_{1} is the single-photon resonance frequency. We have assumed that the transient dipole moments of the individual intermediate virtual states in the multiphoton ladder result in an effective transition dipole moment,

, which is a product of the individual

*N* virtual state dipole moments, μ

_{N} (i.e.,

). This approximation is particularly valid when intermediate virtual level dynamics for multiphoton interaction can be neglected [

6,

7].

Let us extend the two-level formalism to the multilevel situation involving IVR. In the conventional zeroth-order description of intramolecular dynamics, the system can be factored into an excited state that is radiatively coupled to the ground state, and nonradiatively to other bath states that are optically inactive (). These ‘dark’ states have no radiative transition moment for going from the ground state as determined by optical selection rules. They can belong to very different vibrational modes in the same electronic state as the ‘bright’ state, or to different electronic manifolds. These dark states can be coupled to the bright state through anharmonic or vibronic couplings. Energy flows through these couplings and the apparent bright state population disappears. Equivalently, the oscillator strength is distributed among many eigenstates. The general multilevel Hamiltonian in the FM frame for an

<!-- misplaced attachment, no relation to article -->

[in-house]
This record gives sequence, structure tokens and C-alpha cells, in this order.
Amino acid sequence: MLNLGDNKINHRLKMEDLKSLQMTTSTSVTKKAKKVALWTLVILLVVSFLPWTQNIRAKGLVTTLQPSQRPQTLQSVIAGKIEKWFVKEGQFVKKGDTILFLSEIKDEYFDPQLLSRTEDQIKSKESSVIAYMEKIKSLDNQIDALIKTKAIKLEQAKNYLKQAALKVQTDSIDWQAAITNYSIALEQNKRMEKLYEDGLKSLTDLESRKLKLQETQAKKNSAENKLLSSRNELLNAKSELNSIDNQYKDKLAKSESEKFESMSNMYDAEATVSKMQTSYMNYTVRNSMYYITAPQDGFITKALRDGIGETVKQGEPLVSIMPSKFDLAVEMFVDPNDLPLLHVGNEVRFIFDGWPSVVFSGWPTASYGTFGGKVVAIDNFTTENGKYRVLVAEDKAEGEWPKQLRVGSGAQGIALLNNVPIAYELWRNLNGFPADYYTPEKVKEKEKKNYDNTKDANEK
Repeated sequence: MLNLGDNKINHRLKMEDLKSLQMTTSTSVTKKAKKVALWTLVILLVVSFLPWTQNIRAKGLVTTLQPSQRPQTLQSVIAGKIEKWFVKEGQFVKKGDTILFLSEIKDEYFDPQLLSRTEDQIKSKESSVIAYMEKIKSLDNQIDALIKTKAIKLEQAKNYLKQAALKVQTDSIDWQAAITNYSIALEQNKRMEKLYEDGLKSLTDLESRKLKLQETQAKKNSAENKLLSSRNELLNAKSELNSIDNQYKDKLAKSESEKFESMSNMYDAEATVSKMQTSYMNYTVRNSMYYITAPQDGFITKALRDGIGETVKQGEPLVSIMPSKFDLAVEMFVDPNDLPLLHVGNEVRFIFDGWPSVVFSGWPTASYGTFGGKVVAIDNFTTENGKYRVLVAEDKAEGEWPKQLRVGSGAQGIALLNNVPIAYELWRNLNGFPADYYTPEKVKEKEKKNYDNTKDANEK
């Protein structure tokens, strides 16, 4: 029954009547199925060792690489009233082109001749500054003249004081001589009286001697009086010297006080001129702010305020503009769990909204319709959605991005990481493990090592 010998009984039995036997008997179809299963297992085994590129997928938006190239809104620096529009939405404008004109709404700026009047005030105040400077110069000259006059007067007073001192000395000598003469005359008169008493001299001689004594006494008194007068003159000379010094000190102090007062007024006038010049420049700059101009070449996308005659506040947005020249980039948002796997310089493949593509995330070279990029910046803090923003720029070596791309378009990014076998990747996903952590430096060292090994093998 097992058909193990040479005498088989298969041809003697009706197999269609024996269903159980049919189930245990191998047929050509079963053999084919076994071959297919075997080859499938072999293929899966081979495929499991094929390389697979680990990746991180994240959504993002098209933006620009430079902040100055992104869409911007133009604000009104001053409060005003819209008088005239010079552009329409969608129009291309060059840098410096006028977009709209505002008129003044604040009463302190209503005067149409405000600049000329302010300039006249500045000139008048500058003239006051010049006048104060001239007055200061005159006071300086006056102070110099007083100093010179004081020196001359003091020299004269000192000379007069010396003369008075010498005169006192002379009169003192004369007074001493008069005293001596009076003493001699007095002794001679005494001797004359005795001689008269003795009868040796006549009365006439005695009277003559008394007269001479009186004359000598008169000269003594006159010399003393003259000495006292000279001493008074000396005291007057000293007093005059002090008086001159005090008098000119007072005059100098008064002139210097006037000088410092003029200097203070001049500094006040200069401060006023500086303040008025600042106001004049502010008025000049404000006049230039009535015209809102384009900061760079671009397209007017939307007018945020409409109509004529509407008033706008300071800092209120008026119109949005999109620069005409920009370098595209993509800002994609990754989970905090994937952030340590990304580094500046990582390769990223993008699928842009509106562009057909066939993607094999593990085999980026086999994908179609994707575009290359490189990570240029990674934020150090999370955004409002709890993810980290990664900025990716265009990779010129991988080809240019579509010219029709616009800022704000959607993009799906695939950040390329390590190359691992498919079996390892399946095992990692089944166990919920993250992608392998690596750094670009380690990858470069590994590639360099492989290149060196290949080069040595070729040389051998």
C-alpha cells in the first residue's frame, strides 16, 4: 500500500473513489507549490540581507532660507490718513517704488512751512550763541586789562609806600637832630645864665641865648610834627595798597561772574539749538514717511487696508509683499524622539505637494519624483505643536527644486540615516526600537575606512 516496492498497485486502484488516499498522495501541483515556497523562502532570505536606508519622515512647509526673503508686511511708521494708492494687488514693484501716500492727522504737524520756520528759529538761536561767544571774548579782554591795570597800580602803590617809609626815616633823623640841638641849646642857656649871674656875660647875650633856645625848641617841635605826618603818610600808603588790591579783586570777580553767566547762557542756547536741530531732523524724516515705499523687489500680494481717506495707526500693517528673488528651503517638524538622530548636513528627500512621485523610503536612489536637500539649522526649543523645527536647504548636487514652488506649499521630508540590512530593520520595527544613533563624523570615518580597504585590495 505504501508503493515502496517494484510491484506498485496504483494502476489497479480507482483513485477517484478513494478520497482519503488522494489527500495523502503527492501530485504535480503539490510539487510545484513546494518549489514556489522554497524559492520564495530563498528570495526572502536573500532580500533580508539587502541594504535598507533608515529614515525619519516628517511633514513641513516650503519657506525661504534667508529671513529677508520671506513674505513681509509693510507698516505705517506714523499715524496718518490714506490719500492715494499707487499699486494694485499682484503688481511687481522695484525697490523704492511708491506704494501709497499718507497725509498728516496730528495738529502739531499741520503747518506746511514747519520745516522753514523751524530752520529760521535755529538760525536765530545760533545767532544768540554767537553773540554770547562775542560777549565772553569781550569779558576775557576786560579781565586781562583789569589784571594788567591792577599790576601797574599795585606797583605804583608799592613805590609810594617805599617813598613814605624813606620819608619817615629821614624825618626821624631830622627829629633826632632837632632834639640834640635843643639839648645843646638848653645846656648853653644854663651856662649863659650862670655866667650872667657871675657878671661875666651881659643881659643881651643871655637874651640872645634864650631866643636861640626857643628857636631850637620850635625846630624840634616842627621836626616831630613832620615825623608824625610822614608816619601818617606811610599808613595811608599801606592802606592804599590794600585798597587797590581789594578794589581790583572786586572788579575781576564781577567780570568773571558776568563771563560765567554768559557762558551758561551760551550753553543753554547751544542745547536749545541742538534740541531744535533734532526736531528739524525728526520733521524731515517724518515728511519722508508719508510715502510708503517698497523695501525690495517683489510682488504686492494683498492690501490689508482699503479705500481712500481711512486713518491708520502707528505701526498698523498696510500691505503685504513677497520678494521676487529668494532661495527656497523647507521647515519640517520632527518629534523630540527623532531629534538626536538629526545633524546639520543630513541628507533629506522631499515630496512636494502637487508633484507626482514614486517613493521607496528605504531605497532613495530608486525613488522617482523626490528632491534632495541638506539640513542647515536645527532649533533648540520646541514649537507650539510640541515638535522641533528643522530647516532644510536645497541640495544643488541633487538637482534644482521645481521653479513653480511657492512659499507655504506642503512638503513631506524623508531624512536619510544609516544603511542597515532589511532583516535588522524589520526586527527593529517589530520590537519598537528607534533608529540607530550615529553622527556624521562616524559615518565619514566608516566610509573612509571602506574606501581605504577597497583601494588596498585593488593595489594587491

*N* -photon transition (

*N* 1), expressed in the zero-order basis set, is

where Ω

_{1}(

*t*) (and its complex conjugate,

) is the transition matrix element expressed in Rabi frequency units, for the transition between the ground state |0

and the excited state |1

. The background levels |2

*,* |3

*, . . .* are coupled to |1

through the matrix elements

*V*_{12},

*V*_{23} etc. Both the Rabi frequency Ω

_{1}(

*t*) and the detuning frequency

are time dependent (the time dependence is completely controlled by the experimenter). In general, the applied field would couple some of the dark states together, or would couple |1

to dark states, and thus the

*V*_{i j} terms would have both an intramolecular, time-independent component and a field-dependent component. As an alternative to

equation (2), the excited states’ submatrix containing the bright state |1

and the bath states |2

, |3